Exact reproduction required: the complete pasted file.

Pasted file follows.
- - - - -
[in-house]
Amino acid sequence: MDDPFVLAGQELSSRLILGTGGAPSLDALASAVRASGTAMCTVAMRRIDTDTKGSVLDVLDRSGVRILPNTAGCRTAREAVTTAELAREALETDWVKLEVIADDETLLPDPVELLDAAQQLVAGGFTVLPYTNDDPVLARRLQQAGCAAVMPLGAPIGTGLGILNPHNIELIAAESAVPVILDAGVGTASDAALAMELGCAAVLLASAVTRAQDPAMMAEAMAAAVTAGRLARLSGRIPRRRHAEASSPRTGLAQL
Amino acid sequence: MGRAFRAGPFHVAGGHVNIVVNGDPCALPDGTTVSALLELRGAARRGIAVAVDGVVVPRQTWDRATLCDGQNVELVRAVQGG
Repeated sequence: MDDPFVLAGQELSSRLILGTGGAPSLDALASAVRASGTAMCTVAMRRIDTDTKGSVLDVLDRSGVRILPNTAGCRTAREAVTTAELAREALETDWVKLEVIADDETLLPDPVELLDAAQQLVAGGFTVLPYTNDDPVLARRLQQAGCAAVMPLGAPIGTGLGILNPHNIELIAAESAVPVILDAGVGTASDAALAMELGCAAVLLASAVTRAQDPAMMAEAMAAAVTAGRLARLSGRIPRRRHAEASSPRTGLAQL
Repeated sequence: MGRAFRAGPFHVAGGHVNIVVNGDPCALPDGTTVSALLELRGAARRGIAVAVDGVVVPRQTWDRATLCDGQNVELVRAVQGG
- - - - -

[in-house]
Amino acid sequence: MDDPFVLAGQELSSRLILGTGGAPSLDALASAVRASGTAMCTVAMRRIDTDTKGSVLDVLDRSGVRILPNTAGCRTAREAVTTAELAREALETDWVKLEVIADDETLLPDPVELLDAAQQLVAGGFTVLPYTNDDPVLARRLQQAGCAAVMPLGAPIGTGLGILNPHNIELIAAESAVPVILDAGVGTASDAALAMELGCAAVLLASAVTRAQDPAMMAEAMAAAVTAGRLARLSGRIPRRRHAEASSPRTGLAQL
Amino acid sequence: MGRAFRAGPFHVAGGHVNIVVNGDPCALPDGTTVSALLELRGAARRGIAVAVDGVVVPRQTWDRATLCDGQNVELVRAVQGG
Repeated sequence: MDDPFVLAGQELSSRLILGTGGAPSLDALASAVRASGTAMCTVAMRRIDTDTKGSVLDVLDRSGVRILPNTAGCRTAREAVTTAELAREALETDWVKLEVIADDETLLPDPVELLDAAQQLVAGGFTVLPYTNDDPVLARRLQQAGCAAVMPLGAPIGTGLGILNPHNIELIAAESAVPVILDAGVGTASDAALAMELGCAAVLLASAVTRAQDPAMMAEAMAAAVTAGRLARLSGRIPRRRHAEASSPRTGLAQL
Repeated sequence: MGRAFRAGPFHVAGGHVNIVVNGDPCALPDGTTVSALLELRGAARRGIAVAVDGVVVPRQTWDRATLCDGQNVELVRAVQGG